Kaveh and Raul are two b-movie co-writers who have suffered a bitter falling out. Kaveh's lost his girlfriend, and spends his days getting high in his apartment, while Raul is off studying at Columbia University. But when one of their films ("Islama-rama 2") is accepted by a film festival, the two ex-friends are forced to tentatively re-connect in order to pitch their script to the mysterious producer, Yukio Tai (James Hong). Along the way, they will have to brave brutish bod... (Full plot summary below)
Kaveh and Raul are two b-movie co-writers who have suffered a bitter falling out. Kaveh's lost his girlfriend, and spends his days getting high in his apartment, while Raul is off studying at Columbia University. But when one of their films ("Islama-rama 2") is accepted by a film festival, the two ex-friends are forced to tentatively re-connect in order to pitch their script to the mysterious producer, Yukio Tai (James Hong). Along the way, they will have to brave brutish bodyguards, cutthroat colleagues, inept agents, romantic entanglements, prima donna actors, and the trials of their own bitter friendship.
Review & Comments
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The Playlist - 9/10 by Drew TaylorThe specificity of the documentary, staying within the walls of the boot camp for virtually the entire movie, is one of its biggest strengths since it is able to place you right alongside these kids.
Hitfix - 8/10 by Daniel FienbergWeb Junkie is a little sad, a little funny and a little scary. I'd say that I wish it had been a little more provocative.
New York Daily News - 8/10 by David HinckleyChina has classified Internet addiction as a clinical disorder, calling it the single most dangerous threat to the health and well-being of Chinese teenagers.
That’s a tough superlative to achieve, considering the levels of air and water pollution in China.
Village Voice - 8/10 by Katherine VuThe slow (albeit unevenly paced) unveiling of the boys' stories is persuasive and chilling.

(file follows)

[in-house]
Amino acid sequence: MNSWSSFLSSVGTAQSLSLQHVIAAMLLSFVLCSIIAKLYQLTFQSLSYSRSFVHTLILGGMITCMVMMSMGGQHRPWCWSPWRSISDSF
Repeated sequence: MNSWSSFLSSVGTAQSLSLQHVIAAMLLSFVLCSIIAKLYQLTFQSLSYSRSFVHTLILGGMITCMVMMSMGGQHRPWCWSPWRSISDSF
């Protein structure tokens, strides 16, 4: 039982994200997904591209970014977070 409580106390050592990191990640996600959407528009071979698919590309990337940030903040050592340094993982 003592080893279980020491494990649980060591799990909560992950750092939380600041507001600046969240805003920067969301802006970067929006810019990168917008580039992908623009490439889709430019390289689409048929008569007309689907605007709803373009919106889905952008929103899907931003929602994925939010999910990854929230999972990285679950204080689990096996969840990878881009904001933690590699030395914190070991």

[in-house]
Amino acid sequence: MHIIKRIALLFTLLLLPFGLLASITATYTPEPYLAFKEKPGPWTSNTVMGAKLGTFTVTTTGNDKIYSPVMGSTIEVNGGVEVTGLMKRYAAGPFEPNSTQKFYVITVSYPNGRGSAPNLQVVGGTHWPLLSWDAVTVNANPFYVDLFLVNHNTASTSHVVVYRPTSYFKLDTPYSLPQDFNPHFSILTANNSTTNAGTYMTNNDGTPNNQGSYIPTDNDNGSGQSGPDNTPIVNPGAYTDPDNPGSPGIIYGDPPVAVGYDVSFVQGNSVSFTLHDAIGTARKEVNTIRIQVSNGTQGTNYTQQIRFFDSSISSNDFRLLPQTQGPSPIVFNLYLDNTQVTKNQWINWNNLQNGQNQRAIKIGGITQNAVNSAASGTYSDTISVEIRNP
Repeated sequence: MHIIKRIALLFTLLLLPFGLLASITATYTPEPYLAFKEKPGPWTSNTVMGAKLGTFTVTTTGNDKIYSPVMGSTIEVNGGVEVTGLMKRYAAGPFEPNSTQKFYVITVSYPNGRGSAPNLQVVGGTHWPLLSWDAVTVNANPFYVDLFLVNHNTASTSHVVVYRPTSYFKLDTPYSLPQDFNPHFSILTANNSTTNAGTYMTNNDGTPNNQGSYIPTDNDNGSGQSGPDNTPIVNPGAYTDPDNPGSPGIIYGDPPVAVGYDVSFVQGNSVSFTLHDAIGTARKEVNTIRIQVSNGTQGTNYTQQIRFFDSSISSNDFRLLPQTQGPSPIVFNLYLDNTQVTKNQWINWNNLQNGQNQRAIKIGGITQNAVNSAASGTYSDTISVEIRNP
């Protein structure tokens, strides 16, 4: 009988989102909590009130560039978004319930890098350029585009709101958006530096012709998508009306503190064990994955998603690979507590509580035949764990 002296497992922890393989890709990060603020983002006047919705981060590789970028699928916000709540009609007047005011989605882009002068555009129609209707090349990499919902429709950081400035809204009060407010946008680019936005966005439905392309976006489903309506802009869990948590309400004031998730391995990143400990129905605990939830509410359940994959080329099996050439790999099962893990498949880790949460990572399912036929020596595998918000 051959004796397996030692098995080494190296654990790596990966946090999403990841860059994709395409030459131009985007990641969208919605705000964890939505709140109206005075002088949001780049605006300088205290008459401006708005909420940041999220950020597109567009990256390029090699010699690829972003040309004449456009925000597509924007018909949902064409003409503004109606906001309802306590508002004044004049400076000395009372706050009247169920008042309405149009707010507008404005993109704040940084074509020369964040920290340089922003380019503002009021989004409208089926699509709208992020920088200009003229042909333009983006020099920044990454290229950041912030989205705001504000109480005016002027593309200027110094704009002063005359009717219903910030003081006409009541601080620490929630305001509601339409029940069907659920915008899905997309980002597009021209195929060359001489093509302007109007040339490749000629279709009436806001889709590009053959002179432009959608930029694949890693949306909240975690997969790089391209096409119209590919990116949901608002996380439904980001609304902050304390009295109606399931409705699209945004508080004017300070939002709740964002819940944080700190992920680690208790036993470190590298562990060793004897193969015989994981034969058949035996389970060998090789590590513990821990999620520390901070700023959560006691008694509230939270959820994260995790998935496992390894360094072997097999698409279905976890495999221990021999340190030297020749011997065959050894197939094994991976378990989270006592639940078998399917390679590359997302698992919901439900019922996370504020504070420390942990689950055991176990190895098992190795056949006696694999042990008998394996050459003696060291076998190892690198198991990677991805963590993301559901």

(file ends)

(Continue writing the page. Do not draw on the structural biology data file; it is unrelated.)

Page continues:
Slant Magazine - 8/10 by Steve MacfarlaneWithout a frame of footage nor a single interview presented from outside the camp, the documentary shows a capitalist nightmare that accords its victims zero wiggle room.
The Hollywood Reporter - 7/10 by Duane ByrgeFilmmakers Shosh Shlam and Hilla Medalia probe this phenomenon, jarring viewers with an inside look at one of these “reform” centers, as well as shedding light on the mindset of these Internet “addicts.”
Variety - 7/10 by Dennis HarveyWith filmmakers Shosh Shlam and Hilla Medalia granted extraordinary access to one facility, they make for a bizarre and entertaining documentary.
Time Out New York - 6/10 by Joshua RothkopfBarreling toward its rapidly modernizing future, China takes Internet addiction more seriously than most nations: To watch Web Junkie, an often scary yet half-realized documentary, is to see a society trapped in its old solutions.
The Dissolve - 6/10 by Scott TobiasShlam and Medalia haven’t constructed the film particularly artfully—it’s sluggishly paced, and the two boys at its center aren’t vividly drawn—but Web Junkie is a case where the access is so unexpected and revelatory that it’s a wonder just to have the footage.
The A.V. Club - 6/10 by Mike D'AngeloIt’s clear that these kids have a genuine problem, and a more probing film might have questioned the cultural factors that contribute to it, as well as the efficacy of more or less kidnapping errant youths and trying to coerce them back into productivity. Web Junkie doesn’t do much probing, however.
New York Post - 6/10 by Farran Smith NehmeBrief and timely, this documentary directed by Shosh Shlam and Hilla Medalia is also frustrating.
The New York Times - 6/10 by A.O. ScottThe film lacks either the immersive intensity that would galvanize emotions or a context that would provide enlightenment. Its brief tour of an unpleasant corner of reality feels less revelatory than voyeuristic.